ECA Retrofit Study

New International Maritime Organization (IMO) regulations require that all vessels sailing in the Emission  Control Areas (ECA) must reduce sulphur level in fuel oil to 0.1% or clean the exhaust gas to an equivalent level by 2015.

The Danish industry initiative, Green Ship of the Future, has concluded a study on comparing technologies that meet the International Maritime Organization’s emission levels for ships sailing in the Emission Controlled Areas (ECA).

The objective of the study was to compare the potential solutions able to meet the requirements of the IMO regulations  regarding SOX in the ECA in 2015 and globally in 2020. Similarly in 2020, the global requirements will be a reduction of sulphur content in the fuel to 0.5% or alternatively the equivalent level measured in the exhaust gas.

 

The study was based on an existing 38,500 DWT tanker vessel, NORD BUTTERFLY, from D/S NORDEN. The study evaluated technical and economical feasibility of retrofit conversion into one of the following three operational modes in order to meet the future IMO regulations.

Low-sulphur fuel (MGO) – Base case

The base case is defined as the reference tanker in original as-built condition; in case of operation in ECA, the vessel will shift to low-sulphur fuel in order to comply with the prevailing emission requirements.

No major modifications are required in order to run on low-sulphur fuel, but for extended operation on MGO, it will be necessary to install a fuel cooler (the cost of such a cooler lies in the range of 30,000  – 50,000 USD.) to increase viscosity to a sufficient extent.

The total adaptation cost is considered negligible compared with the cost of purchasing MGO

Scrubber technology while operating on HFO

The exhaust gas scrubber system removes sulphur oxides and particulates from exhaust gas. The scrubber system is a hybrid system being capable of operation both on fresh water as well as sea water.

Scrubber installation principle
(source: Green Ship of the Future – ECA emission study)

The retrofitting of a scrubber system includes the following work on board the ship:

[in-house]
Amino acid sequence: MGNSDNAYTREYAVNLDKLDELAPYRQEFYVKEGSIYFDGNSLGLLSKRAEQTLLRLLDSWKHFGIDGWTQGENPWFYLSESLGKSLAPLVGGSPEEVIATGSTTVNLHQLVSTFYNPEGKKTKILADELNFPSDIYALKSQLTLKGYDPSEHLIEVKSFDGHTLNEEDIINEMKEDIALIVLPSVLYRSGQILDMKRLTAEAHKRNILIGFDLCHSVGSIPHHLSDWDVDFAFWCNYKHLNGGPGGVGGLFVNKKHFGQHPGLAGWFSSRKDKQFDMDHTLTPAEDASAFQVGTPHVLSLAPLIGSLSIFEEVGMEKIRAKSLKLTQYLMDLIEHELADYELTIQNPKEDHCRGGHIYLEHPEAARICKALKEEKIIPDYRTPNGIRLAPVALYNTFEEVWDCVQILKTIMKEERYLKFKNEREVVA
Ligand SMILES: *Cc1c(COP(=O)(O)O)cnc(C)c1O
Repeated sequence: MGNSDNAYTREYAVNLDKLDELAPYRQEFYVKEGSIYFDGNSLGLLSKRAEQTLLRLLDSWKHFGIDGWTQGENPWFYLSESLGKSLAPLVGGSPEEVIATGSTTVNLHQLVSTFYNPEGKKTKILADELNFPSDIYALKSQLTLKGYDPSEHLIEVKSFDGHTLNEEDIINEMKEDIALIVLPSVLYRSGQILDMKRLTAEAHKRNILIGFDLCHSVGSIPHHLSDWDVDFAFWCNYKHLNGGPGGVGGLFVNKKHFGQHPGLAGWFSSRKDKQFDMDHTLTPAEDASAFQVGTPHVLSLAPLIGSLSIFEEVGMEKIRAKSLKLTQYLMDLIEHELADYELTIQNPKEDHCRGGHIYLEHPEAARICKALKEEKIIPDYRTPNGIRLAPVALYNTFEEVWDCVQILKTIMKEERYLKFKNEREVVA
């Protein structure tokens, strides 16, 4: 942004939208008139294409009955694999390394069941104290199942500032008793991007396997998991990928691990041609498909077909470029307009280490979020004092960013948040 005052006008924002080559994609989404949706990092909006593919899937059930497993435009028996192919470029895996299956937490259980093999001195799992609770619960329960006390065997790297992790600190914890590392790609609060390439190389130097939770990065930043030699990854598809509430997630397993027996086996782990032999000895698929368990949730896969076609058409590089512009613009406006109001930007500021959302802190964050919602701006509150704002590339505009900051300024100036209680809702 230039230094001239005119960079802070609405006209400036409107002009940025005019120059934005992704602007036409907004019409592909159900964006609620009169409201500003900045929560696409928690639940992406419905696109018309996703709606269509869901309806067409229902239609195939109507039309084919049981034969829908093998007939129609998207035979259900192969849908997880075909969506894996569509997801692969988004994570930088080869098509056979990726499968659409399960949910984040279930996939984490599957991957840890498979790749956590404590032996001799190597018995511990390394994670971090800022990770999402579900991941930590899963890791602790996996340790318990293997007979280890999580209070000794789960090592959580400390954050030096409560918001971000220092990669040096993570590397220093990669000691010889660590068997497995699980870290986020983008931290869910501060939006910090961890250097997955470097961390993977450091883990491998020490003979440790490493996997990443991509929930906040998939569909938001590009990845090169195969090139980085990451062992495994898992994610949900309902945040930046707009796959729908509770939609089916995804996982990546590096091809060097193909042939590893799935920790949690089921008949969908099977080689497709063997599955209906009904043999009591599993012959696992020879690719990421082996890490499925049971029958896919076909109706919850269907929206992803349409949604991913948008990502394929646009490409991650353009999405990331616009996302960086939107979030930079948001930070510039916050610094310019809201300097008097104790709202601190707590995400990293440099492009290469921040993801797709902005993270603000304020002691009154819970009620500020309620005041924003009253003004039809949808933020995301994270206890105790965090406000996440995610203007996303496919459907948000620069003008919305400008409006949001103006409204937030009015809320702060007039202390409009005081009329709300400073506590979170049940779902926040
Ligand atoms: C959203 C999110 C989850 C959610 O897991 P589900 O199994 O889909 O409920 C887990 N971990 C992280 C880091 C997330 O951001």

Removal of the following equipment and structures:

  1. Funnel structure from D-deck and upwards
  2. B-deck platform aft of funnel
  3. C-deck platform aft of funnel
  4. D-deck platform aft of funnel
  5. Exhaust gas pipes from D-deck and upwards
  6. Exhaust gas pipes for A/E from C-deck to D-deck
  7. Free fall life boat

Installation of the following equipment and structures:

  1. B-deck extension, pillars, ladder and platforms
  2. Sludge tank (internal structure tank)
  3. FW circulation tank
  4. NaOH compartment and tank
  5. C-deck extension, pillars, ladder and platforms
  6. Scrubber
  7. D-deck extension, ladder and platforms
  8. Free fall life boat
  9. Exhaust gas pipes, scrubber water pipes etc
  10. Funnel top structure
  11. Scrubber auxiliary machinery and pipe connections
  12. 440 V, 220 V, 24 V Electrical and automation installation

Left: Aftship as originally built – Right: Aftship with scrubber installed
(source: Green Ship of the Future – ECA emission study)

The scrubber alternative is attractive if the vessel is trading inside an ECA. The net present value and payback time is related to the price difference between HFO and MGO. For a cost differential of around $350/t, the payback time is

  1. around three years for 100% ECA operation,
  2. a little over four years for 75% ECA operation,
  3. six years for 50% operation and
  4. eight years for 25% operation in emissions control areas.